Baghdad-Iraq's semi-autonomous Kurdistan Region is holding an independence referendum in the face of strong objections from the central government in Baghdad and in defiance of urgent calls from the worldwide community to scrap the vote.
Kousha noted that the vote on independence is not just a domestic issue, but could spark further fighting among Kurds and the central governments in Syria and Turkey, which could lead to a broader regional war.
The referendum has raised alarm in Iraq's neighbours - Turkey, Iran and Syria - over concerns it could encourage their own Kurdish minorities to break away.
He said Turkey would no longer provide "military training support for the [Kurdish] Peshmerga forces", adding Ankara would from now on be engaging primarily with the Baghdad administration.
"After this, let's see through which channels the northern Iraqi regional government will send its oil, or where it will sell it", Erdogan said in Istanbul.
"An assistant to the Syrian foreign minister told the pro-government Syrian newspaper al-Watan that what is happening in Iraq "is a product of American policies that aim to fragment the region's countries and create conflict between its parts".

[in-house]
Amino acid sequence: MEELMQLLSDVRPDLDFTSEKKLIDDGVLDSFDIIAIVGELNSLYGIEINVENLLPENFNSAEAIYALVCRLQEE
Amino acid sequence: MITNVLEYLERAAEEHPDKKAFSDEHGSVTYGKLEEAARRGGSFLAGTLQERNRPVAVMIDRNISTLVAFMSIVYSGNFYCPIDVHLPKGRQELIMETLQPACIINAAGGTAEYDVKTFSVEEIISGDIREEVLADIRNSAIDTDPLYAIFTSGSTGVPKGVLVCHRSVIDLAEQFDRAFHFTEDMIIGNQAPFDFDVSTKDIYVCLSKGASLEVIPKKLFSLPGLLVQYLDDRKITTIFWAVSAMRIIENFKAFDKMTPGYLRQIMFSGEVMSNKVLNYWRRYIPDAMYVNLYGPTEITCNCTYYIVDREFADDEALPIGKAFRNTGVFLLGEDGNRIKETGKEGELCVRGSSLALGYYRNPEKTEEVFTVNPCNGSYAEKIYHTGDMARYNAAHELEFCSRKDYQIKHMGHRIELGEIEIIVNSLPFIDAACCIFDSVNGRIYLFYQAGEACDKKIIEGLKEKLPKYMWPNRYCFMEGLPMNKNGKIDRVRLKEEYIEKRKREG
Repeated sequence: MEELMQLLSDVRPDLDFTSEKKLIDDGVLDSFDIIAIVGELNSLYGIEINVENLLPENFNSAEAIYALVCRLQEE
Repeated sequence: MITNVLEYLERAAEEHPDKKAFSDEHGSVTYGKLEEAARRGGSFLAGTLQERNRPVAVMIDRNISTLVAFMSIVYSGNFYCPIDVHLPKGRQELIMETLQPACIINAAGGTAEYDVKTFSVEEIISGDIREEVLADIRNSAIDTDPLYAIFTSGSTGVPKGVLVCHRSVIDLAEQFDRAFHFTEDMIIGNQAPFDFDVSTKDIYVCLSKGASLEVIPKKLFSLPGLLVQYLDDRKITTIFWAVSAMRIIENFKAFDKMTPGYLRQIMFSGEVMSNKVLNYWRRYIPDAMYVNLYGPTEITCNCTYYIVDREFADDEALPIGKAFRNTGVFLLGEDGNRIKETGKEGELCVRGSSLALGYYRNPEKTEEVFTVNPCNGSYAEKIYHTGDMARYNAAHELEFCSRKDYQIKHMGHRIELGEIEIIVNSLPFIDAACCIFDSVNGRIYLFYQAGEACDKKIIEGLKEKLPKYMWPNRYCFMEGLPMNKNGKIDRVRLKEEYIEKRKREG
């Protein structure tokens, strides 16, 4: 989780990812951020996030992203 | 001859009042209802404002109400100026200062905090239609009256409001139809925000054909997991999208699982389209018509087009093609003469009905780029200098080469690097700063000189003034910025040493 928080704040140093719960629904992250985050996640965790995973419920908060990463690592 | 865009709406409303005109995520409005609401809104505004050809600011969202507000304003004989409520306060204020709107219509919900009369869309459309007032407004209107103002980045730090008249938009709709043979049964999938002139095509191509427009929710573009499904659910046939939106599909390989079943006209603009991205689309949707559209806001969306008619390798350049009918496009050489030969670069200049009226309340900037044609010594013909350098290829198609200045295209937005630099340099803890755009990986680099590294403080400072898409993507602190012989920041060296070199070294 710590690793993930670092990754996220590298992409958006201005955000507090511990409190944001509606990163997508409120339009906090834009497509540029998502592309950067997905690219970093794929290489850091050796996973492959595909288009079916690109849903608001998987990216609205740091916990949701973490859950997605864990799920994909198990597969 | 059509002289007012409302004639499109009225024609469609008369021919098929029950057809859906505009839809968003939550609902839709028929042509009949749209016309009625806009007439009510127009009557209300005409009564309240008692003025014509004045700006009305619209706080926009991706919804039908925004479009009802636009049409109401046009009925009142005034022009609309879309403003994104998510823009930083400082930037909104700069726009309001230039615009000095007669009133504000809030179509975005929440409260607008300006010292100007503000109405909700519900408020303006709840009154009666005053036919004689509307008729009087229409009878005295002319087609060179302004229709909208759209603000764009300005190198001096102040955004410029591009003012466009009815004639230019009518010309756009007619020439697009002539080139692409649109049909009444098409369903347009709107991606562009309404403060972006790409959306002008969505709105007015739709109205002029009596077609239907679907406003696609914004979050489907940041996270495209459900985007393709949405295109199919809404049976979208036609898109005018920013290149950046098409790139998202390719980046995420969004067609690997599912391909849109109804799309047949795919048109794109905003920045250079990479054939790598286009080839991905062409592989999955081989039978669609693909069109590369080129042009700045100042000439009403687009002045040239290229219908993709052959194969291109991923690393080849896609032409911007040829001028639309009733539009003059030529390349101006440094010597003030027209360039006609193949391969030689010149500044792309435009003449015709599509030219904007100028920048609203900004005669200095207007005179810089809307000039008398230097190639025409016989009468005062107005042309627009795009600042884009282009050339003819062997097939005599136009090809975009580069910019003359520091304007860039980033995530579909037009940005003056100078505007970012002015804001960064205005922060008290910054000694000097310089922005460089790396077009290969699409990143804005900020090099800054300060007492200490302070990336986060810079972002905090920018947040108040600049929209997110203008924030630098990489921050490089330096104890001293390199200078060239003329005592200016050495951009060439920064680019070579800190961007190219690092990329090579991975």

"At the request of the Iraqi government, we have closed our land and air borders", he said.
Erdogan said traffic was only being allowed to cross from the Turkish side of the border into Kurdish areas of Iraq. The United States has strongly opposed the move, saying it could destabilize the region. They have also argued over the sharing of oil revenues, with the Kurds exporting through a Turkish pipeline over objections from Baghdad.
"We stress again that we will take all measures arising from global law and the Turkish parliament's authority in the face of every kind of threat to our national security in Iraq generally", it said.